Amir Khan vs. Chris Algieri: Chalk and cheese


Photo credit: Andrew Couldridge/Reuters

Photo credit: Andrew Couldridge/Reuters


In its current perplexing state that leaves the fans, experts and participants alike scratching their heads on a day-to-day basis, boxing delivers peculiar cases such as the two men set to do battle this Friday evening. Amir Khan vs. Chris Algieri is the main event of this weekend’s “Premier Boxing Champions” card on Spike TV and, while their styles in the ring are similar, their stories so far couldn’t be more different as they find themselves in the same position at the Barclays Center in Brooklyn, NY.


Since being hoodwinked by a blind right hand from Danny Garcia in 2012, the last three years for Khan, 30-3 (19), have been both unblemished and disfigured. Flawless in the fact that he hasn’t lost in his last four fights in that span of time and distorted with the notion that all of those fights had barely any risk involved for the highly regarded boxer out of Bolton, England. Dominant wins over Carlos Molina, Julio Diaz, Luis Collazo and Devon Alexander in succession have done very little for his cause to grow as a fighter who was already distinguished. Much of that time during those three years for Khan, 28, have been overshadowed by his shameless lobbying to be called upon in the Floyd Mayweather Jr. sweepstakes.


While he disregards the fact that Mayweather simply doesn’t hand the stake over to those who ask politely, Khan’s career has become muddled and it continues to be after every passing year in which he is only a seasonal player in the Mayweather lottery. Forced to concede to Manny Pacquiao this past May, Khan had perhaps his closest crack at “Money” but it was nothing more than a tease. In an unprecedented attempt to give the fans a choice in who he faced next, Mayweather put out a poll in early 2014 between Khan and Marcos Maidana to let the voices be heard, democratically. Despite winning the poll that, in hindsight, was click-bait for his Mayweather Promotions website, Khan was played for a fool after Floyd made a mockery of the whole deal by choosing Maidana instead.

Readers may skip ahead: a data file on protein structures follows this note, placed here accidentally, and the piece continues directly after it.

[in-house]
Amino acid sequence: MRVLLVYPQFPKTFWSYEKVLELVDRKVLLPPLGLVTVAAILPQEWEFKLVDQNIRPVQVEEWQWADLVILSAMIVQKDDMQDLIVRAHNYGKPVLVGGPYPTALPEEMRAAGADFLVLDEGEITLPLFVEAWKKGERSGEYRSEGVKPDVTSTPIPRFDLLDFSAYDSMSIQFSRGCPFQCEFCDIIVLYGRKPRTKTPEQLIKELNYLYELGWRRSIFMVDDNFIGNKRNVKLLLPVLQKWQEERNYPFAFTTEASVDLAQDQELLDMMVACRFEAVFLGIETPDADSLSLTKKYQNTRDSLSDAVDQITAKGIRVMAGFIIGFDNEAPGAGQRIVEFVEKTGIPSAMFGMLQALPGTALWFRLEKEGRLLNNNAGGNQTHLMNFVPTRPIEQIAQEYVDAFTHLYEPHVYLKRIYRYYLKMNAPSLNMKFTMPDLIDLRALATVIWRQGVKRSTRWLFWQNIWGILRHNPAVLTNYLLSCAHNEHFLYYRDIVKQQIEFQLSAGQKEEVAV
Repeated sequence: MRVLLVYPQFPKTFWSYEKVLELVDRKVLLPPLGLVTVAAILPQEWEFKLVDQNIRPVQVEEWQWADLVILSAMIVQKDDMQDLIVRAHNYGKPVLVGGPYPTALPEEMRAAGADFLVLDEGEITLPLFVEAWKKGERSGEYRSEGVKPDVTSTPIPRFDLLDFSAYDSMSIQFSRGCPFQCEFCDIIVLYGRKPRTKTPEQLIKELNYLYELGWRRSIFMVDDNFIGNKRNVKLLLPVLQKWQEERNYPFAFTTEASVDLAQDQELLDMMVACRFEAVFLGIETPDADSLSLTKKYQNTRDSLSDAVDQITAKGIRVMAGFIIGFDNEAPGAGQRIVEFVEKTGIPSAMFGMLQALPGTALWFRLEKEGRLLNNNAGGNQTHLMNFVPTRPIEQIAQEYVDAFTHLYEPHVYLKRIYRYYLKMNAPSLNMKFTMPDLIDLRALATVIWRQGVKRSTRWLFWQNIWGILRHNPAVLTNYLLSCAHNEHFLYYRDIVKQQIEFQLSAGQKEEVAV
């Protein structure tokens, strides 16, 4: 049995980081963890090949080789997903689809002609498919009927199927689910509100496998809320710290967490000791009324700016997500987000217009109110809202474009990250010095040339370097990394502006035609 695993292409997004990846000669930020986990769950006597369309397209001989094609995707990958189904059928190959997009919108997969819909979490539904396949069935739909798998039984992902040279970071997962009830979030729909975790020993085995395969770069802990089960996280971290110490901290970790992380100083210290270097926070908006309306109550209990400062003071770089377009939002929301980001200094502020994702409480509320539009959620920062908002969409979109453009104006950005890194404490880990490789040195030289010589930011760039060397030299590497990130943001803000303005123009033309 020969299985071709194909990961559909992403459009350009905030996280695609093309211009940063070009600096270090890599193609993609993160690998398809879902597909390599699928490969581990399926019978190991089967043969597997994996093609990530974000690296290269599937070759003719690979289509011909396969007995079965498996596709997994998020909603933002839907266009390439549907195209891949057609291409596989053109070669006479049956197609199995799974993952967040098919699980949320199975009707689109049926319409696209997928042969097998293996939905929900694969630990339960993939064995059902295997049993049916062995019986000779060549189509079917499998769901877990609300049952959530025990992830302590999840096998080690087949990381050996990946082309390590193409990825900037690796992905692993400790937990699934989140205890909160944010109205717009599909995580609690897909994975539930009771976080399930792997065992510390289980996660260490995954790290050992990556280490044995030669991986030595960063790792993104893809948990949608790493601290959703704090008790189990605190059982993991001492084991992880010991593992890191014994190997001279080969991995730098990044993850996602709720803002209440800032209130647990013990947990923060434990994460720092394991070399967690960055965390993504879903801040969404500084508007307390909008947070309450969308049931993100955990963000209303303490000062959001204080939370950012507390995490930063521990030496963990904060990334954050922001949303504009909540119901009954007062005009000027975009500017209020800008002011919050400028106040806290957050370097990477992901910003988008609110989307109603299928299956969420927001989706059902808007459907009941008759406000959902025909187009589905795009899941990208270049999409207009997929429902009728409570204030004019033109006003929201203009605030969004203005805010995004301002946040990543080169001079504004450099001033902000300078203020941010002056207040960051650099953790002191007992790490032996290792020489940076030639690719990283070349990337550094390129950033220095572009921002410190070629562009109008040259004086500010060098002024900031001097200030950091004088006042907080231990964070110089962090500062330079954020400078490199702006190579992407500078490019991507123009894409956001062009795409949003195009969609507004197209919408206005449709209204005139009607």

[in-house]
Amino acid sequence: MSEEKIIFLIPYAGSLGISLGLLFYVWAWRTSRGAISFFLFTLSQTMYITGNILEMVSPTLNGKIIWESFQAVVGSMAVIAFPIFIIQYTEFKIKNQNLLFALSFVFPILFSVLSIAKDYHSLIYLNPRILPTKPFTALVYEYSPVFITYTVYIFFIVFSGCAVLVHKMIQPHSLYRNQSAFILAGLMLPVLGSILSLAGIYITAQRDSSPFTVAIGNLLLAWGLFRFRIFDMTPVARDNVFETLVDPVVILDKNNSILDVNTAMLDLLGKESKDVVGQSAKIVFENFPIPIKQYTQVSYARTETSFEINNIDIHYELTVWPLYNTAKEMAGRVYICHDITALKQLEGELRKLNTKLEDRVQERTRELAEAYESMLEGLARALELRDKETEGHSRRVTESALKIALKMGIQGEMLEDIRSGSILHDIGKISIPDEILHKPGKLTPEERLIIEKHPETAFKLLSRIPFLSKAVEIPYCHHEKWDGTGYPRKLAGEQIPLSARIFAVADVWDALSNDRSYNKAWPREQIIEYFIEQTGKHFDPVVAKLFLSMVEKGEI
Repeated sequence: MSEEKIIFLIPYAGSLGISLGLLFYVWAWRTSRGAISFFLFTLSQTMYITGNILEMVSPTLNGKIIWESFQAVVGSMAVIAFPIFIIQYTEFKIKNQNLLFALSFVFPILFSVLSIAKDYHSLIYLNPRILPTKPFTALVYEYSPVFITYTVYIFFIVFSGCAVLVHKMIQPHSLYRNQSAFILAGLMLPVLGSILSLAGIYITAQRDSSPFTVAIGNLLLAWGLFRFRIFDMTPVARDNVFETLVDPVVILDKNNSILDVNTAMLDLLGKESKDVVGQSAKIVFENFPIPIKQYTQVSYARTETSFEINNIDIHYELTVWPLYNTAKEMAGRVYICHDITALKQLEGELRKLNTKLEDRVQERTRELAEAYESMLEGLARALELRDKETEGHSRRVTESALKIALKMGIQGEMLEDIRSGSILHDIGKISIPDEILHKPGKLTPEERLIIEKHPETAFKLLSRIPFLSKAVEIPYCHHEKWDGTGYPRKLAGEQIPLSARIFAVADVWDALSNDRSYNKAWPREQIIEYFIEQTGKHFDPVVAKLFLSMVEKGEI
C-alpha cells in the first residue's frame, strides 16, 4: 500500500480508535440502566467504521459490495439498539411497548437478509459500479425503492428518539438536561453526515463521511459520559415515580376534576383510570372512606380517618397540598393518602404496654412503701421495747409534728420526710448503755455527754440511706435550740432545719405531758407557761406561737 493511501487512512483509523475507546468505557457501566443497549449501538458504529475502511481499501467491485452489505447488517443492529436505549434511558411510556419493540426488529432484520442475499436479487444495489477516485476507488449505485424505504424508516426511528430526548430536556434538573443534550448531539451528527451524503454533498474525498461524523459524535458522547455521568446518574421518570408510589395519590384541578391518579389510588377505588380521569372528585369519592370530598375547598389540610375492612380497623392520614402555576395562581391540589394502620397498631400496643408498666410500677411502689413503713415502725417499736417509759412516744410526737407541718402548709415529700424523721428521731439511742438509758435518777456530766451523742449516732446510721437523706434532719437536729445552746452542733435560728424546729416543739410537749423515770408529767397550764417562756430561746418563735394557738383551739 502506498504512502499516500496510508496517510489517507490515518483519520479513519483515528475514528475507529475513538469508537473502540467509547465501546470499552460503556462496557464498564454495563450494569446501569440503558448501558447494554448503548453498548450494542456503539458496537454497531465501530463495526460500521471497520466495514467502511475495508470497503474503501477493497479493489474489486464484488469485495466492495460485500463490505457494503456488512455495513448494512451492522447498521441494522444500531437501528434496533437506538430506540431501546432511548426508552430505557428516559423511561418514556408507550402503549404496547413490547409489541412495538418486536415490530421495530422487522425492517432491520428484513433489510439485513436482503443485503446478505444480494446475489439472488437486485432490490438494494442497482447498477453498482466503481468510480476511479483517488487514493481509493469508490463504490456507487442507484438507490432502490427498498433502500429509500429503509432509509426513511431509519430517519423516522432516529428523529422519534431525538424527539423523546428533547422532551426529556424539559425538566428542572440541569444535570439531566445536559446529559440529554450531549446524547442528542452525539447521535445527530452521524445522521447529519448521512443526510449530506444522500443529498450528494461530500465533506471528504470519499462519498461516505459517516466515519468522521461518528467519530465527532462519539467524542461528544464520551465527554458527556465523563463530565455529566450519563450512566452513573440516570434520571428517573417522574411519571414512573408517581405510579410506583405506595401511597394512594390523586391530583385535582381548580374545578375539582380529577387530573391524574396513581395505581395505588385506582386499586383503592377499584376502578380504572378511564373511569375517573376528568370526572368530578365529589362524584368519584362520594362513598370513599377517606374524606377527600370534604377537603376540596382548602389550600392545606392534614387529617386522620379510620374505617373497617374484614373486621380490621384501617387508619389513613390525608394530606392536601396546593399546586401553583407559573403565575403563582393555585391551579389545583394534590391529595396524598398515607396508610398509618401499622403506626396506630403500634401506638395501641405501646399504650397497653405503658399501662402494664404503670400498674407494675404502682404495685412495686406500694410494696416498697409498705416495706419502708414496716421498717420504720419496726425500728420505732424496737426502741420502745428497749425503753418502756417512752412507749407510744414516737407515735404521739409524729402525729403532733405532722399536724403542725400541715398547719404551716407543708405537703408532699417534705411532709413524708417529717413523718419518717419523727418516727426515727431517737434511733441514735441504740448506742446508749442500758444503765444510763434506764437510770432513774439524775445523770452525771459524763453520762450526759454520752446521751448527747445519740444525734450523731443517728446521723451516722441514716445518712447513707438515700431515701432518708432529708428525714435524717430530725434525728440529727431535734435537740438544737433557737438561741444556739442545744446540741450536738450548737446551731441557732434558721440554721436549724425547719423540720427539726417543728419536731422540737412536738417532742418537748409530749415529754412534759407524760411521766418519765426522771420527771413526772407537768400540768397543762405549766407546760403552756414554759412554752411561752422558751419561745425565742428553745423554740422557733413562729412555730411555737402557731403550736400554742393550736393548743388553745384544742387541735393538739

Perhaps Khan should have taken heed to all the lampooning Mayweather has done his entire career before he celebrated winning this “poll” on Twitter. He got teased like an eighth grader being charmed by a high school freshman. Now, whenever Khan speaks openly about boxing and the business that surrounds it, he fumbles at you like another freshman pulling at a panty girdle. Some may call it confidence in himself, some naive, but Khan stays stuck like a stick in the mud as he continues to try to get his date to the prom, while letting go of the possibility that he can be the main attraction himself. There’s one thing Khan got from Mayweather after the whole ordeal and that was Al Haymon’s business card – or maybe it was the other way around. Two months after the announcement of Floyd’s opponent, Khan signed a deal with the famed adviser and Mayweather’s right-hand man got himself another high-profile client (poached and played yet again, this time on the down-low).


Khan’s abilities in the ring have never been questioned but his decisions outside of it have. There’s another welterweight titleholder available for Khan and it would certainly be his biggest fight to date in terms of drawing power. Fellow Brit and 147-pound IBF beltholder Kell Brook called Khan out after his knockout victory over Jo Jo Dan last March. The fight between the two could quite possibly draw a stadium crowd and would certainly be a huge pay-per-view fight in Europe. But in most cases, the fights that make the most sense typically don’t happen (just like a fight between Khan and Mayweather). Oddly enough, Brook also fights this weekend against Frankie Gavin after his call to face Khan wasn’t answered. Brook’s PPV fight in London will likely be the memorable one of the weekend and the crowd at the O2 Arena, when compared to the Barclays Center, will speak for itself.


Contrary to Khan imploring for the big mega-fight he most certainly craves, his opponent on Friday, Chris Algieri, got the sport’s closest equivalent without the brouhaha. Algieri, 20-1 (8), had perhaps the most successful year in 2014, in terms of where he started it. Headlining for the first time on a nationally televised card on ESPN2 in February and ending 2014 fighting Manny Pacquiao on pay-per-view, Algieri has been mystifying to many, considering they had never heard of him before. Hailing from Long Island, NY, Algieri, 31, was identifiable with many Americans breaking into their 30s, mired by student loan debt and living in their parent’s basements. Yet, it was tough for fight fans to hop on his bandwagon likely because his presence felt force, and his pretty-boy persona really doesn’t work without a shitty attitude. There’s really nothing bad to say about Algieri, the person, and, despite not being a huge threat, the kid can box and he’s shown he has some heart.